Sure, with miles upon miles of sprawling single family homes, congested freeways, paved rivers and architecture meant to be viewed from the seat of a moving vehicle, I can attest that Los Angeles does a good job of living up to its reputation of a city filled with un-inspired design. However, if you take a deeper look into this complex urban fabric, you will discover some green gems that are making big impacts here and opening the eyes of city dwellers around the globe.
Pasadena-based Path to Freedom (PTF) was featured in the LA times twice this week (here and here) for what founder Jules Dervaes calls his "homegrown revolution," created by using "hands as weapons of mass creation."
PTF is an example of urban permaculture, a design philosophy rooted in careful observations of natural patterns and a harmonious integration of ourselves and our communities into the landscape. Using the principles of permaculture, Dervaes and his family have transformed their 1/5 acre city lot into an urban homestead to decrease their energy dependency and to exemplify self-reliant urban living.
Home to over 350 different edible and useful plants and a variety of insects and animals, PTF produces an impressive 3 tons of organic fruits and vegetables annually on their small lot. This produce is supplied to local restaurants and caterers through PTF's home business Dervaes Gardens.
In a permaculture model, all waste, if left an unused resource, becomes pollution. So all food waste at PTF is recycled to its next highest use, through composting to build healthy soil. The use of energy-efficient and human-powered appliances, solar and cob ovens, and solar panels has reduced their electricity dependence by two-thirds. The Dervaes also home-brew their own biodiesel, and are working on water harvesting and re-use projects. They do all of this while maintaining their highly informational website and blog, in which the Dervaes note the positive responses that are rolling in from their recent press, such as the following message sent to the Dervaes from one of the readers:
A few City staff members have commented to me about the L.A. Times article on PTF and have mentioned how great it was. In addition, as we have discussed before, they note how much of an impact you have had on others and their life styles. One staffer said that after reading the article he and his son went out to their garden and spent the next four hours working in it and preparing it for spring planting.
Sometimes we never know what the impact of our actions will be but just be secure in the knowledge that you have improved others lives by your unique and inspiring example." - BB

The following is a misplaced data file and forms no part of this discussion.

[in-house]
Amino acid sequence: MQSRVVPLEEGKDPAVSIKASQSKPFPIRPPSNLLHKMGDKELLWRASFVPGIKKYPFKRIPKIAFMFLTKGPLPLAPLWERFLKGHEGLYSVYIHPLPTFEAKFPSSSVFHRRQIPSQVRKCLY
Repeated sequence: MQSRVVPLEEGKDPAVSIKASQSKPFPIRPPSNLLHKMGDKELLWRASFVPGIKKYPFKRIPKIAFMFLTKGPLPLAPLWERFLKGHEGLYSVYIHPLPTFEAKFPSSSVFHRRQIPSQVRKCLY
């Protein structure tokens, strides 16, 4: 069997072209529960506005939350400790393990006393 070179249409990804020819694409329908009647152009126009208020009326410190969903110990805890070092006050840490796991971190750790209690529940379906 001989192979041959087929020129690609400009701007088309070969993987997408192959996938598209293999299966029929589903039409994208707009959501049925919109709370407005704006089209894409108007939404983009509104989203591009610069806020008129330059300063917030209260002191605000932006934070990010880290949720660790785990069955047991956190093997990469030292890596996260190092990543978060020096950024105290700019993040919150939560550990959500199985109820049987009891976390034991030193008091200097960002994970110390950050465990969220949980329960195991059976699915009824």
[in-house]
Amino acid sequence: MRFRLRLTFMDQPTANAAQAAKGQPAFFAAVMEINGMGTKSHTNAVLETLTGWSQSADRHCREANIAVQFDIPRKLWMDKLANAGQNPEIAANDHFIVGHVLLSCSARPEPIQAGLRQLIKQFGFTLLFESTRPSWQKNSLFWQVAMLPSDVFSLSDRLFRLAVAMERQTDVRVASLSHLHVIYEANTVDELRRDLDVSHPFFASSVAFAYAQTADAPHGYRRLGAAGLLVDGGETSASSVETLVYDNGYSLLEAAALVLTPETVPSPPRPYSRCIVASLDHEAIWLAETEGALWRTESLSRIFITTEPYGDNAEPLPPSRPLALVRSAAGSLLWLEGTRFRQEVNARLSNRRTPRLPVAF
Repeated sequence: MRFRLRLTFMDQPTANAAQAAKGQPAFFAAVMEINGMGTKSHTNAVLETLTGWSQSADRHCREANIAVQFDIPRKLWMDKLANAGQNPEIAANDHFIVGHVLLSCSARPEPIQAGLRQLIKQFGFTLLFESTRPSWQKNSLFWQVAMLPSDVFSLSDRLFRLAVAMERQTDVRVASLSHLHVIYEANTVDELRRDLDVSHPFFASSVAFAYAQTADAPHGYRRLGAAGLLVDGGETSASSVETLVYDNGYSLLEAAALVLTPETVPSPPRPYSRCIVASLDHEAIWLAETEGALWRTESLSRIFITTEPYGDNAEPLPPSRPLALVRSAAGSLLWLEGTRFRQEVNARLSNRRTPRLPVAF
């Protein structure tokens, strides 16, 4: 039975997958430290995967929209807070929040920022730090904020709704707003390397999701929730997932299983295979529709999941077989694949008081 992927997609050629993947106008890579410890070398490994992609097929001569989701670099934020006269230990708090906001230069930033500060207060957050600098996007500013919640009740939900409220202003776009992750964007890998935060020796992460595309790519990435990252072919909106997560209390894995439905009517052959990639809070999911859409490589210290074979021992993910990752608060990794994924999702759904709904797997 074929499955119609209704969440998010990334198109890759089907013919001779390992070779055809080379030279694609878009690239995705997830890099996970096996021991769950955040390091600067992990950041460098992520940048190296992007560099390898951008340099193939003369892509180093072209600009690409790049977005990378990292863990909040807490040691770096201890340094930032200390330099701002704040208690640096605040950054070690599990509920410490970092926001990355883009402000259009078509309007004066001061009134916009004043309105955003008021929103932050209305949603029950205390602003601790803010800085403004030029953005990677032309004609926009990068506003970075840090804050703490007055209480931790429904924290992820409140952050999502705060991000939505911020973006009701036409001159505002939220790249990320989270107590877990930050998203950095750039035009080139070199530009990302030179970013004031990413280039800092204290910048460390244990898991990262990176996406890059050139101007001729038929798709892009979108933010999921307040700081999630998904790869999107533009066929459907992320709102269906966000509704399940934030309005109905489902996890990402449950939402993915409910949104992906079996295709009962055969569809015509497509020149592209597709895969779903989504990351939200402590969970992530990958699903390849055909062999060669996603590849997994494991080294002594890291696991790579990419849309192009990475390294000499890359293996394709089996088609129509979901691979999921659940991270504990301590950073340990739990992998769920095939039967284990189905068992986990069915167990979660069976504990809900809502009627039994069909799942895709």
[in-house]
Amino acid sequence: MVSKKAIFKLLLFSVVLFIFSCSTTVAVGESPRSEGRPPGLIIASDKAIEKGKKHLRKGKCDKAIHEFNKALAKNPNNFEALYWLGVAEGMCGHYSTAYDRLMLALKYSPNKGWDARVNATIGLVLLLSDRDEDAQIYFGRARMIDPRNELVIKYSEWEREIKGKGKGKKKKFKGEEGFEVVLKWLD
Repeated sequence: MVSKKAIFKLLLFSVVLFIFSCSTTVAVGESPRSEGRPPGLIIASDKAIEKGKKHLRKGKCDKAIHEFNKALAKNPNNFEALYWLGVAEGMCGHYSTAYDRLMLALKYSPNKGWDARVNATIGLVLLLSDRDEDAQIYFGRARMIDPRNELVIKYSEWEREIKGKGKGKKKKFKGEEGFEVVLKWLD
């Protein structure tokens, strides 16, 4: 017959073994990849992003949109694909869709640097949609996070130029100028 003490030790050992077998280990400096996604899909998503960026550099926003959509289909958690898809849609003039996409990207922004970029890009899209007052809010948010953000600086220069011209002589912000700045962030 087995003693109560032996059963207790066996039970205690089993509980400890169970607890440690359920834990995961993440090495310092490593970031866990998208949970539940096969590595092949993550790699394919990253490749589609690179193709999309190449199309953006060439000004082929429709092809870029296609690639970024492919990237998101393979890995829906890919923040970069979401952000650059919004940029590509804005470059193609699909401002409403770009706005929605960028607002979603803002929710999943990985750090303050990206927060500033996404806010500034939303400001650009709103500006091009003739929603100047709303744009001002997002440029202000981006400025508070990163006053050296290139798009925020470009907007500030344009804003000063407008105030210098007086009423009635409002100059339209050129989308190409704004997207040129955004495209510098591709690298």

Another urban permaculture group making LA news is LA Eco-Village, an intentional community covering a two-block area in the Koreatown area of Los Angeles. Lois Arkin, executive director of the Eco-Village, was recently noted in City Beat Magazine's recent article about the future vision for LA, titled "Redesigning Los Angeles."
The Eco-Village's goal is to "demonstrate processes for lower impact higher quality living patterns" in a very dense urban neighborhood. Besides its on-site experimentation with edible landscapes, community living, and educational offerings, the Eco-Village offers other forms of outreach to the city. For example, Eco-Village has secured $250,000 in city funding for a progressive street-scape redesign in its neighborhood, to bring the urban experience back to human scale.
Permaculture designer Larry Santoyo has voiced in his urban permaculture class that we can't expect to make the city of Los Angeles sustainable in one big sweep. However, we can focus on making smaller groups of 50-100 people more sustainable, and then replicate that throughout the city. Just as the city of Curitiba has become a world-model for cities striving towards sustainable practices, Path to Freedom, LA Eco-Village, and others such as the Fallen Fruit project and Edible Estates (who we previously covered here) are showing us what is possible here in LA. As Arkin expresses, one of the major goals of the Eco-village "is to empower people with the vision that we can do this sort of thing again and again, in our city, and in cities everywhere."
With half of the world's population to be living in urban areas within the next few years, models such as these are essential to our urban futures. And what is more worldchanging than proving that healthy, friendly, sustainable living can be achieved in Los Angeles?
[Photo by Al Seib for the Los Angeles Times]